Forced into retreat by the Germany army, 400,000 British soldiers find themselves trapped on the beaches of Normandy. While a small group of infantrymen struggle to get on-board an evacuation ship, a squadron of Spitfires head out to defend the troops from German air attack, and a father and son set out from England in their own boat to help rescue whoever they can.
Christopher Nolan’s Dunkirk is a stunning and impactful cinema spectacle. It takes a critical event from World War II, strips out everything except the core in-the-moment details, and then hammers it at his audience for a tightly edited 106 minutes. The result is arguably the most effective war movie since Spielberg’s Saving Private Ryan, and in many aspects Nolan’s film surpasses it. This is an outstanding work of pure cinema.
Everything not immediately relevant to the action at hand has been removed. There is little to no backstory for any of the film’s characters. With some it’s genuinely a struggle to know their names. The film never cuts away to nervous waiting families. We do not see inside Churchill’s war room, and while we do hear his famous “we will fight them on the beaches”, it is read from a newspaper by one of the soldiers. If it does not directly happen to a soldier, an air force pilot or a father and two boys sailing their boat across the Channel, it does not exist in Dunkirk. In the entire film, you only see two Germans – and even then they are pictured briefly and out of focus. This all has a remarkable effect. Arguably more than any other film I have seen, Dunkirk exists completely in the moment. Back story does not matter. Names do not matter. What matters is whether or not a Spitfire pilot will run out of fuel, or if a boat can load up on soldiers before the oil-slicked waters around it catch on fire, or if a bullet from a German fighter strikes one soldier or the man next to him. It is hugely and satisfyingly intense.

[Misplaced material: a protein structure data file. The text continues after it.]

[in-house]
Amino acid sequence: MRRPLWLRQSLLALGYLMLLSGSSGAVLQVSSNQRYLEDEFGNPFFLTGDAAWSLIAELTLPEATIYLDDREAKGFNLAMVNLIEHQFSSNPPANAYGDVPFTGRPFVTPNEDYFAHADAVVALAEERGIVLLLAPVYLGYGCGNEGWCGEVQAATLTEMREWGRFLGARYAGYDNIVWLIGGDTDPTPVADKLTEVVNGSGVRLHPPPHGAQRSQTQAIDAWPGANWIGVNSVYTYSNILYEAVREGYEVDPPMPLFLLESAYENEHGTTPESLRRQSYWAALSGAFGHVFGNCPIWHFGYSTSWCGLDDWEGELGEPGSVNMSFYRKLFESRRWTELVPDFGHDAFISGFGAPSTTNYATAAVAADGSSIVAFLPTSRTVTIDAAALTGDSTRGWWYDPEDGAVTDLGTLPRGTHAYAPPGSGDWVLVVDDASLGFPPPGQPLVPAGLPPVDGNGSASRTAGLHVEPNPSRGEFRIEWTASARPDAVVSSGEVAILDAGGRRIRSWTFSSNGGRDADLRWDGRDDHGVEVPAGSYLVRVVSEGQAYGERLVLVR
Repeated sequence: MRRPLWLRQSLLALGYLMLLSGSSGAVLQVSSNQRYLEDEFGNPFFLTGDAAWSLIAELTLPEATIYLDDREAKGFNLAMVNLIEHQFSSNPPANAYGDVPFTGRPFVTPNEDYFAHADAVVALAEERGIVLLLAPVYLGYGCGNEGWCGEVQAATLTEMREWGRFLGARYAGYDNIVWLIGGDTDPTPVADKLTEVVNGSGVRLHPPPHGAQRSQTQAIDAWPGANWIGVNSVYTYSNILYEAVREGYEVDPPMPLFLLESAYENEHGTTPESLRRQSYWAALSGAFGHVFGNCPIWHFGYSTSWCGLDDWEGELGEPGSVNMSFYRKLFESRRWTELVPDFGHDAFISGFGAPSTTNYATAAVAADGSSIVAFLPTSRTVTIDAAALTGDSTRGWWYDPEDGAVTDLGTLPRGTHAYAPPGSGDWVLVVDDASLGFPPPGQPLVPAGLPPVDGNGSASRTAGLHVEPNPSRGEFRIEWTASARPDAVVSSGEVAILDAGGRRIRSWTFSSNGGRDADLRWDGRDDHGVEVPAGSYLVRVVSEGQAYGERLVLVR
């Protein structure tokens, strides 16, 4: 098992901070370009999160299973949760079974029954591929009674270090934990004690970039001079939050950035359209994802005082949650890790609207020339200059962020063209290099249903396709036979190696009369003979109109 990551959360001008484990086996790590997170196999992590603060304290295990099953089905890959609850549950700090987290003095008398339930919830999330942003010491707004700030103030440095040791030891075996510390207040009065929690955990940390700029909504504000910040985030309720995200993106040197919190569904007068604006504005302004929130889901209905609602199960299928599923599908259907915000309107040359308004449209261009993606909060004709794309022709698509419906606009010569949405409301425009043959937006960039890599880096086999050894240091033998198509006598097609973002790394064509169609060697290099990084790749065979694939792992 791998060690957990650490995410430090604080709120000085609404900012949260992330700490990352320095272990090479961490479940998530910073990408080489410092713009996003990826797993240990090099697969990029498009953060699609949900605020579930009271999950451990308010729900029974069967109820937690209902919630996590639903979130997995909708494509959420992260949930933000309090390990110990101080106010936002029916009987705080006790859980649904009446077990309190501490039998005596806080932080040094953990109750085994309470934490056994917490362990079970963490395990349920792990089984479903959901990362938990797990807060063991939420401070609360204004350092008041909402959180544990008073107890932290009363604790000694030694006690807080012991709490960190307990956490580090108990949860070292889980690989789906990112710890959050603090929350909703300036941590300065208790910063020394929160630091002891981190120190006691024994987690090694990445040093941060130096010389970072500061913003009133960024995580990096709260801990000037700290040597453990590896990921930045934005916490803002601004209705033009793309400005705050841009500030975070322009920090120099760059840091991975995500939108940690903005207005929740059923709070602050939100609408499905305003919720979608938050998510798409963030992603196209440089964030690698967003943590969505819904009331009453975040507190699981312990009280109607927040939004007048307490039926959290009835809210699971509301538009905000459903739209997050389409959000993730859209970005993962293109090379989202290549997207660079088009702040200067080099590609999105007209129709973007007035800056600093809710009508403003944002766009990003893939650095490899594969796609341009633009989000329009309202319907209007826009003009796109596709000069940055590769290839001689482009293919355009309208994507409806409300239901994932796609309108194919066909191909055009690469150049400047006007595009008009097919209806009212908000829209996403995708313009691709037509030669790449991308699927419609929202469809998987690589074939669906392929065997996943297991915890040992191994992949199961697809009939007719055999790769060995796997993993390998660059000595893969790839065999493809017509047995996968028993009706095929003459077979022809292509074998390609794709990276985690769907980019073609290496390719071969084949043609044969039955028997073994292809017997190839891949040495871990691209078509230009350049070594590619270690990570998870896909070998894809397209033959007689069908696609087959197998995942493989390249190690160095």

Nolan employs an innovative narrative structure to the film as well. It is effectively split between land, sea and sky. On the beaches of Dunkirk, events take place over the course of a week. On the English channel, events take place across one day. In the air, one pilot’s mission to defend the British troops from enemy fighters lasts one hour. Nolan then intercuts between the three. It sounds complicated, but hugely effective editing from Nolan and editor Lee Smith keep matters not only understandable but enormously suspenseful. As the three narratives converge, we begin to glimpse characters from one plot thread inside another. By the time the film concludes, the longer arcs have overtaken the shorter ones. It creates a remarkable sense of drama throughout.
A cast of mostly unknown actors deliver hugely realistic performances, keeping everything grounded and believable. The four better known actors – Kenneth Branagh, Mark Rylance, Tom Hardy and Cillian Murphy – stand out by virtue of their pre-existing fame, but really it is a true ensemble effort and there is not a weak actor in the whole group. It is a universally male film, but given its historical and geographic setting that can hardly be considered a fault.
Technically the film is superb, from Hoyte van Hoytema’s iconic cinematography to Hans Zimmer’s hypnotic, constantly rolling score. This kind of slick presentation is par for the course for a Christopher Nolan picture, but with such a deliberately sparse screenplay and pared-back characters the quality is all the more apparent.
The bottom line: Christopher Nolan is one of the strongest feature directors working today, and Dunkirk captures him working at his absolute finest. It is that rare film that deserves to be called a masterpiece.